When I see ads for bull sales the ads stress performance figures, not show results, and the cattleman I've spoken with that are entering the goat business speak with derision when they discuss show cattle for the same reasons that I outlined above that commercial goat producers deride show goats.
It appears that what is happening in the goat industry is normal, and probably healthy. The commercial segment will separate from the show goat segment, and there will be less interaction between the two.
I won't deny that the show breeders have spent a lot of money, but most of that money has not gone towards research or development that is of benefit to the entire industry. The amount of time and money I and a couple of other commercial seedstock breeders invest in R&D every year dwarfs what the show breeders spend if you look at items that are likely to benefit the industry as a whole.
I don't consider things like embryo transfer or cloning to have much broad benefit to the industry especially when we have a long way to go in identifying the bloodlines with the best commercial traits. Not much point in cloning or running an embryo program using an animal whose commercial value is questionable. The cost of those technologies will also have to drop dramatically before they are of much use to your average commercial producer.
This industry needs investment in performance testing and market development, not high tech reproductive methods, and the breeders who are investing their time and money in those areas are primarily breeders I would classify as commercial seedstock producers, not show goat breeders.
Finally, I am not aware of any breeder who is receiving premium prices because they produce consistent goats with perfect conformation, no cull factors and rapid growth. Commercial producers might not grouse so much if show breeders were exclusively selling fast growing goats with perfect conformation for high prices. Unfortunately, that is just not the case. In many instances the animals that are selling for high prices are inferior to many of the goats in a commercial herd.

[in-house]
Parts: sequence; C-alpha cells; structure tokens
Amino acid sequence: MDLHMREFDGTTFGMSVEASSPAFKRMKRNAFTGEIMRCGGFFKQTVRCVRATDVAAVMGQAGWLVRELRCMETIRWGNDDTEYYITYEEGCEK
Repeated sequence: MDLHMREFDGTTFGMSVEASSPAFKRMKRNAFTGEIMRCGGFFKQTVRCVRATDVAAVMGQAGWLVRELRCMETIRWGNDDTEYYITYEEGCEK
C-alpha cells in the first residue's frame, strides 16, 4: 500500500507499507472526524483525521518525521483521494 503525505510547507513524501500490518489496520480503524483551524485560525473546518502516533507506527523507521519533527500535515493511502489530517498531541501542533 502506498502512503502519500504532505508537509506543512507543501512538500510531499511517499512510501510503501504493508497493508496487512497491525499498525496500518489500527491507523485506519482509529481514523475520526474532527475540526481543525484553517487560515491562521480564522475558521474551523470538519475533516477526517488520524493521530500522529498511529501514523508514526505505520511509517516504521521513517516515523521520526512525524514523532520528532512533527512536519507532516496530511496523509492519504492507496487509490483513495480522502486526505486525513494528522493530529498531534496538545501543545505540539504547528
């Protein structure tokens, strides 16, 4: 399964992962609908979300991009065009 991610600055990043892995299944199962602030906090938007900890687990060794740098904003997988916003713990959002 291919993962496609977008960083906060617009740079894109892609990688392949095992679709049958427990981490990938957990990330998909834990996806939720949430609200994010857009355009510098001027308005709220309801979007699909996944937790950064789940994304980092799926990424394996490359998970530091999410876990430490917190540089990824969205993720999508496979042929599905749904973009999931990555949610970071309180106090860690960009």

The breeders who are receiving high prices don't performance test their animals anymore (many never did), nothing more embarrassing then having the offspring of your big name show winning buck go to the performance test and grow more slowly than the Spanish goats. As far as most show goat breeders are concerned there is an easy way to remedy that, and if you think its to get rid of the buck and start over with a better bloodline you'd be wrong.
As for conformation and cull factors I've looked at plenty of animals that have sold for high prices over the years that had obvious faults and/or cull defects. The primary driver of these prices were buzzwords and hype, not value.
The buyers of these animals confirm this themselves when questioned as to why they would pay the sums of money they have for culls. Inevitably their reasons for purchasing the animal are the breeder's name, the animal's pedigree, and that the goat is full south african. They never mention the perfection of the animal they purchased.
Do I fault the sellers for this? No, not anymore than I blame the dot-com companies that had successful IPO's a few years ago and later went out of business leaving their investors with worthless stock.
In both cases buyers made unwarranted assumptions about what they were buying even though a cursory investigation would have shown them that the stock or goat they were purchasing wasn't worth a fraction of the price they were about to pay. In both cases there were/are numerous knowledgeable people warning buyers away, but the buyers don't want to listen. Whose fault is that? Certainly not the sellers'.
It is no small wonder then that commercial producers view the show segment of the industry the way they do. There were groups of people making similar criticisms of the dot-com stocks before that bubble burst, they were called bears and value investors. The bears came out alright on that deal, but the value investors saw their stocks drop too (albeit not as badly) when the bubble finally burst.
That is the kicker about market bubbles. It would be one thing if the only people hurt when the bubbles burst were those who participated in the speculation, but that seldom is the case. Many of the biggest market crashes were followed by depressions that hurt entire countries, and even minor crashes almost always affect other parties.
As Terry stated in his column there is room for commercial producers, show breeders, and even hobbyists or pet goat operations, but given the potential for more widespread damage from a crash in the show goat market that could affect other segments of the goat industry, commercial producers are probably correct to be concerned about the speculative prices being paid for show goats. The sooner and more completely they separate their segment of the industry from the other, the better off they will be.
|This page updated 12/21/03|